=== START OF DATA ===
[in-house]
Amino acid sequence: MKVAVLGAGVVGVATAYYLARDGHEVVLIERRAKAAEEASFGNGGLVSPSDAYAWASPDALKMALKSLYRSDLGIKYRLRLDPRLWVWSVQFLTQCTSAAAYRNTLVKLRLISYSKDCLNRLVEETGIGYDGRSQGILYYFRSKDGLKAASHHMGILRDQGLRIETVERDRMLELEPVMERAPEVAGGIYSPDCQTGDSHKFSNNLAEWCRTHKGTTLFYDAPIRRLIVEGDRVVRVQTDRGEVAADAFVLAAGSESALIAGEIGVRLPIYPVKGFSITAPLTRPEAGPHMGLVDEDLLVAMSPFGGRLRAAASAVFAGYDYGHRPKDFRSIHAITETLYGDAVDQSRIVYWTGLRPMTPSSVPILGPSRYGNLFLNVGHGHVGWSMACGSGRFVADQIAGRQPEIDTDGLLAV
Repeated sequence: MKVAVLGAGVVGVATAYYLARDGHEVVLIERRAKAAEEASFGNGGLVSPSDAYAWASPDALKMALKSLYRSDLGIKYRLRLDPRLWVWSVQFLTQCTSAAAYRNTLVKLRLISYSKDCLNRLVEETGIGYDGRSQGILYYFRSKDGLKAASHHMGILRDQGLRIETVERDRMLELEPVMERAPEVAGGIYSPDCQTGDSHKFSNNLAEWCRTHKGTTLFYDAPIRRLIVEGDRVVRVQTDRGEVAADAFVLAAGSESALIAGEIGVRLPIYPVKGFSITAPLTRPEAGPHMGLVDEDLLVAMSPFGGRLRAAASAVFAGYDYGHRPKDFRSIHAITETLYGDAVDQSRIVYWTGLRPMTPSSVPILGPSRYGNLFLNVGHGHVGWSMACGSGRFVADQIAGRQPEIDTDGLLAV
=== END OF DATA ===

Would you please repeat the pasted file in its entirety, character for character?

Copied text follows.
[in-house]
Amino acid sequence: MKVAVLGAGVVGVATAYYLARDGHEVVLIERRAKAAEEASFGNGGLVSPSDAYAWASPDALKMALKSLYRSDLGIKYRLRLDPRLWVWSVQFLTQCTSAAAYRNTLVKLRLISYSKDCLNRLVEETGIGYDGRSQGILYYFRSKDGLKAASHHMGILRDQGLRIETVERDRMLELEPVMERAPEVAGGIYSPDCQTGDSHKFSNNLAEWCRTHKGTTLFYDAPIRRLIVEGDRVVRVQTDRGEVAADAFVLAAGSESALIAGEIGVRLPIYPVKGFSITAPLTRPEAGPHMGLVDEDLLVAMSPFGGRLRAAASAVFAGYDYGHRPKDFRSIHAITETLYGDAVDQSRIVYWTGLRPMTPSSVPILGPSRYGNLFLNVGHGHVGWSMACGSGRFVADQIAGRQPEIDTDGLLAV
Repeated sequence: MKVAVLGAGVVGVATAYYLARDGHEVVLIERRAKAAEEASFGNGGLVSPSDAYAWASPDALKMALKSLYRSDLGIKYRLRLDPRLWVWSVQFLTQCTSAAAYRNTLVKLRLISYSKDCLNRLVEETGIGYDGRSQGILYYFRSKDGLKAASHHMGILRDQGLRIETVERDRMLELEPVMERAPEVAGGIYSPDCQTGDSHKFSNNLAEWCRTHKGTTLFYDAPIRRLIVEGDRVVRVQTDRGEVAADAFVLAAGSESALIAGEIGVRLPIYPVKGFSITAPLTRPEAGPHMGLVDEDLLVAMSPFGGRLRAAASAVFAGYDYGHRPKDFRSIHAITETLYGDAVDQSRIVYWTGLRPMTPSSVPILGPSRYGNLFLNVGHGHVGWSMACGSGRFVADQIAGRQPEIDTDGLLAV